Now, these numbers might sound high compared to, say, mountain lion attacks in Colorado, and certainly the numbers are growing, but the article chalks the increase up to an rise in both human and alligator numbers in Florida – for comparison, there are estimated to be 1.25 million alligators in Florida and only a few thousand mountain lions in Colorado.
According to a report by the University of Florida (opens in new tab) (UF), an alligator attack most typically looks like a single bite and release that you can usually walk away from, and you’re a whopping 56 times more likely to die from a bee sting in Florida and 72 times more likely to die from being bitten by a mammal like a dog.
What to do if you see an alligator in Florida
Between the statistics of unprovoked attacks and the fact that alligators are mostly active at night, your concerns about being attacked on a hike in Florida may have been somewhat alleviated, but you’re probably still not euphoric about the idea of becoming human jerky for a hungry gator. So what do you do if you see an alligator on a hike?
First, like pretty much all wildlife encounters, the key to avoiding an interaction with an alligator lies in preventing it in the first place, which you can typically do by following these straightforward, common sense rules:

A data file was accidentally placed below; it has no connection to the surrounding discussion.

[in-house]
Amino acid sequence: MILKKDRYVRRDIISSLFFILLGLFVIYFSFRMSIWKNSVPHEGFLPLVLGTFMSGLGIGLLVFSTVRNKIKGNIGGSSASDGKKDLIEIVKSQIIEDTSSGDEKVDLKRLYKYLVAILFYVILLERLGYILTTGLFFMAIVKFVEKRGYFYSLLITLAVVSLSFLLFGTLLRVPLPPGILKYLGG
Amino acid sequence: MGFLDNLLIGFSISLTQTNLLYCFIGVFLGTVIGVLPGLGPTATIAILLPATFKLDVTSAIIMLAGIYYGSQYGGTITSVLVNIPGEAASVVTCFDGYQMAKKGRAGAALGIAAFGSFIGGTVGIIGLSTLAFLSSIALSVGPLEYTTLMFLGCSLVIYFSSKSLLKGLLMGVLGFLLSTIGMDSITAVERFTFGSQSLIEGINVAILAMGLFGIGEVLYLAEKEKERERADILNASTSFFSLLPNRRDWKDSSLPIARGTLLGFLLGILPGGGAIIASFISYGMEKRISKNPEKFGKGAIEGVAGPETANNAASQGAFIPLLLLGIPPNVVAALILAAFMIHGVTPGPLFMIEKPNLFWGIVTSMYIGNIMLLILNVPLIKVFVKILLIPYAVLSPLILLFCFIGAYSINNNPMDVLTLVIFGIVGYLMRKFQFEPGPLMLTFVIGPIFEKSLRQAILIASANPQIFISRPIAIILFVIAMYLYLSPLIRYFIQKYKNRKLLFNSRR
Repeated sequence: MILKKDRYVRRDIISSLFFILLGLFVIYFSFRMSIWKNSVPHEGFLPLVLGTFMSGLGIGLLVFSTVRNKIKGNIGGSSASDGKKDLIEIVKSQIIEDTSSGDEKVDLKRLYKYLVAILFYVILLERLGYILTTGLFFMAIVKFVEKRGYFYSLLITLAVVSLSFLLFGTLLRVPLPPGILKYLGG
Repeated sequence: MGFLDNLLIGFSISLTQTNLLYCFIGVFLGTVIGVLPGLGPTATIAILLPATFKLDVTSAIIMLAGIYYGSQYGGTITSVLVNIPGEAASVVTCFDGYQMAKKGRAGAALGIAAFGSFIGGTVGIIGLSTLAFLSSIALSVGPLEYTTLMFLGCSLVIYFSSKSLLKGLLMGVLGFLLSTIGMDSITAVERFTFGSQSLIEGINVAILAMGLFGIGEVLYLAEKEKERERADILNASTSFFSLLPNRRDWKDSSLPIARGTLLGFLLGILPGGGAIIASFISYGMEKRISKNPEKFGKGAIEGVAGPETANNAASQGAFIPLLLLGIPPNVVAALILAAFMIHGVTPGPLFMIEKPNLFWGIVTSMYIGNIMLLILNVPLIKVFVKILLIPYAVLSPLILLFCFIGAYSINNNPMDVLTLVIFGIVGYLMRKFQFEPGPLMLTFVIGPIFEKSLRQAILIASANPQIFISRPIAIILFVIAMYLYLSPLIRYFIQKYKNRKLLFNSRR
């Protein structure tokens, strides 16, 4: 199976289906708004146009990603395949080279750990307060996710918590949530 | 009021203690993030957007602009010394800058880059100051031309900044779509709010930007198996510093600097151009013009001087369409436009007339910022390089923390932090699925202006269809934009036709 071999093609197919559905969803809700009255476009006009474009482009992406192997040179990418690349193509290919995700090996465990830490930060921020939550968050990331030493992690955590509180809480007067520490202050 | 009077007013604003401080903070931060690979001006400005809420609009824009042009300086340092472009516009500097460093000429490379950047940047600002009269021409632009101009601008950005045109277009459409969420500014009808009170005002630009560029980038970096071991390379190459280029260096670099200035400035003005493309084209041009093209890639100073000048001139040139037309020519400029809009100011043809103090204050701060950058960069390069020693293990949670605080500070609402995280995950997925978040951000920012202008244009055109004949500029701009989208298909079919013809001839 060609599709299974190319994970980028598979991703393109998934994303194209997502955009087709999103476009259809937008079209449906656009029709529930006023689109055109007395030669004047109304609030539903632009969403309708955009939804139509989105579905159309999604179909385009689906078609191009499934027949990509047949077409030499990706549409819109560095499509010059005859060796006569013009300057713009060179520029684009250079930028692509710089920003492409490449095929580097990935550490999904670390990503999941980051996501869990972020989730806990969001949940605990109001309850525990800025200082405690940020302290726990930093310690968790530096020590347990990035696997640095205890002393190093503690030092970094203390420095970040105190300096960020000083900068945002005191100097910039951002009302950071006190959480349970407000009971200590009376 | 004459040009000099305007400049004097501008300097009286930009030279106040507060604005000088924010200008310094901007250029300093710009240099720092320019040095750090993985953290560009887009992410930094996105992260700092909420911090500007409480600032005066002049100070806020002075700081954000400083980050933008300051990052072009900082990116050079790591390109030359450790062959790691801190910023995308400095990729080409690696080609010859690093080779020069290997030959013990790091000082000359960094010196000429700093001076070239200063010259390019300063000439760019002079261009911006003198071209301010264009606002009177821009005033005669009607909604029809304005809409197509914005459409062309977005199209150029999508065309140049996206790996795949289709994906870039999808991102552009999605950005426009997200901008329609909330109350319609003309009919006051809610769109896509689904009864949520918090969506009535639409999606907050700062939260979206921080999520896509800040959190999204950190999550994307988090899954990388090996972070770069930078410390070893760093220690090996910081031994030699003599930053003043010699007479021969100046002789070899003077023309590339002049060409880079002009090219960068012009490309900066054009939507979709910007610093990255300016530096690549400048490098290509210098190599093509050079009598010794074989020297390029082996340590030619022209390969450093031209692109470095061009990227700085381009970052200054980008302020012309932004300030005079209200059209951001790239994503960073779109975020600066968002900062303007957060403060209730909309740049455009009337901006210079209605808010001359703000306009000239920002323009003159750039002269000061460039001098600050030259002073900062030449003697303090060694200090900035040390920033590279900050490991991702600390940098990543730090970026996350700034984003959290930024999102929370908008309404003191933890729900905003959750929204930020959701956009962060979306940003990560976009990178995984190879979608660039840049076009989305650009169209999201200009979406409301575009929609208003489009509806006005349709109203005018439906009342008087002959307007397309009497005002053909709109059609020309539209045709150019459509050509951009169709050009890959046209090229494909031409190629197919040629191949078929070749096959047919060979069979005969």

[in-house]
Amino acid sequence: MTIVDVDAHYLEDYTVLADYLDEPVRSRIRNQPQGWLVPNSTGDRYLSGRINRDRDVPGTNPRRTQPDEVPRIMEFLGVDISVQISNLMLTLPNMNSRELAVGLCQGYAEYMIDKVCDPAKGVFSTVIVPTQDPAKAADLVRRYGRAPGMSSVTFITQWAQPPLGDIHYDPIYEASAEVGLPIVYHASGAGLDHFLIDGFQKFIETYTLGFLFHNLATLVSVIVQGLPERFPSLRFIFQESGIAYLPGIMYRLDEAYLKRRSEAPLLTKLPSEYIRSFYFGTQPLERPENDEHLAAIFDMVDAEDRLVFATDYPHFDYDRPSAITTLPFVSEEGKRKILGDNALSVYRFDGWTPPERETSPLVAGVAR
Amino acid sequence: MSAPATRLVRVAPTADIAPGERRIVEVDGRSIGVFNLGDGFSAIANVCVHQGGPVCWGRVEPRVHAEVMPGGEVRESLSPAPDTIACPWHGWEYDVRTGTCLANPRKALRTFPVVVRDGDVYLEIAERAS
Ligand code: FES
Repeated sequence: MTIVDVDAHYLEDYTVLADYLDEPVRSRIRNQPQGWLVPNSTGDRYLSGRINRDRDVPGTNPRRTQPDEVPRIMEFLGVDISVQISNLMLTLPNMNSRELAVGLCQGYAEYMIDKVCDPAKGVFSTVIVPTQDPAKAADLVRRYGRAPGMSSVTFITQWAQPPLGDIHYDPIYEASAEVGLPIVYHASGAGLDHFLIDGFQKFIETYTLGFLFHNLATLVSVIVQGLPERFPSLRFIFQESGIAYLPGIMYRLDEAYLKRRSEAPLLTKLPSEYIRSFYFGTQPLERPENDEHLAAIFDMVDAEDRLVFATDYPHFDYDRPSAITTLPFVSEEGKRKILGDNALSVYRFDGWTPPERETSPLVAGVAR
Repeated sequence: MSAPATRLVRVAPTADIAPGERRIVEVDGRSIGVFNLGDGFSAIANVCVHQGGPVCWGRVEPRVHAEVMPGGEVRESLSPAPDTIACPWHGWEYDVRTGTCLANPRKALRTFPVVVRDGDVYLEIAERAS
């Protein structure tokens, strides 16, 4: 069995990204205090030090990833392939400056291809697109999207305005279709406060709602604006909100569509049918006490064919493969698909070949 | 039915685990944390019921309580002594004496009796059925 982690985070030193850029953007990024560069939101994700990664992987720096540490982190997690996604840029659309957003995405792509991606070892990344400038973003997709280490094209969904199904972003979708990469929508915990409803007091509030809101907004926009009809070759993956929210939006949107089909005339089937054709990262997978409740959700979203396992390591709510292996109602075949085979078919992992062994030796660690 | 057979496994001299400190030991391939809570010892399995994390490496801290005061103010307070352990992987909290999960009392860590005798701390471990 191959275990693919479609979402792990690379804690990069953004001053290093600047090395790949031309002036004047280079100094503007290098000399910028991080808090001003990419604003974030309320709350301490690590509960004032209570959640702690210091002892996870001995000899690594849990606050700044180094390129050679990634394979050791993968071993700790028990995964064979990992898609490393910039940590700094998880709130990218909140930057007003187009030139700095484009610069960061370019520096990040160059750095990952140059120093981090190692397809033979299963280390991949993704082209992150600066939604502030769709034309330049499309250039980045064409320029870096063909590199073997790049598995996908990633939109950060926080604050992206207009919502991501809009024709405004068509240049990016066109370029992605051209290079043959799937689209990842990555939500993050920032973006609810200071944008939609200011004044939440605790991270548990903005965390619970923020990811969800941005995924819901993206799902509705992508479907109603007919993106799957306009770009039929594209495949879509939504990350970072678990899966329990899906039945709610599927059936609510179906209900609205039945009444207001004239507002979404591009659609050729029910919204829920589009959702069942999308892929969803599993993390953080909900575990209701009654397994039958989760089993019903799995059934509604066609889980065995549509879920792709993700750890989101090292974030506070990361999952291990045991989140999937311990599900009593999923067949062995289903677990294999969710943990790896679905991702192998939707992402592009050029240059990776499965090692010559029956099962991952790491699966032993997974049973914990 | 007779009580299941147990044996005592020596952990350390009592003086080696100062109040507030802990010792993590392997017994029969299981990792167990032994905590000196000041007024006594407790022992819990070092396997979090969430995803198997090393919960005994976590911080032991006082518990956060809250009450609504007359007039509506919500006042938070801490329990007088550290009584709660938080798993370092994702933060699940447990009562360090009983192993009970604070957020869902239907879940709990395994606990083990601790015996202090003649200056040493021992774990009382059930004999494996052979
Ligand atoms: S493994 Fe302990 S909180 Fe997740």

- Hike during daylight hours.
- Enjoy them from afar – give alligators a wide berth.
- Don’t feed alligators – it is illegal, bad for them and can cause them to lose their fear of humans.
- Keep your dog away from the shores – your beloved pet is just another snack to a gator.
- Yell and make noise if an alligator seems interested in you.
- Only swim in designated areas, during daylight hours.
What to do an alligator chases you
If things go wrong and you find yourself being hotly pursued by a gator, or worse, in the jaws of one, here’s the advice from UF officials:
1. Run away
Though you’ll receive the opposite advice for pretty much every other wildlife encounter – bears, wild boar, moose – when it comes to alligators, the advice is to run, as fast as you can, in a straight line. Alligators can move at about 11mph, which is brisk, but not for very long, and they tend to zig zag, so you have a decent chance of clearing them if you’re nimble on your feet.
2. Fight back
If a gator gets you in its jaws, don’t play dead. Fight back with hands, feet and whatever you can grab, poke it in the eyes and try to jam your fist or anything you’re holding into the back of its mouth to induce the gag reflex. The minute it gags or loosens its grip to reposition things, wrestle your way out of its jaws and run.
Julia Clarke is a staff writer for Advnture.com and the author of the book Restorative Yoga for Beginners. She loves to explore mountains on foot, bike, skis and belay and then recover on the the yoga mat. Julia graduated with a degree in journalism in 2004 and spent eight years working as a radio presenter in Kansas City, Vermont, Boston and New York City before discovering the joys of the Rocky Mountains. She then detoured west to Colorado and enjoyed 11 years teaching yoga in Vail before returning to her hometown of Glasgow, Scotland in 2020 to focus on family and writing.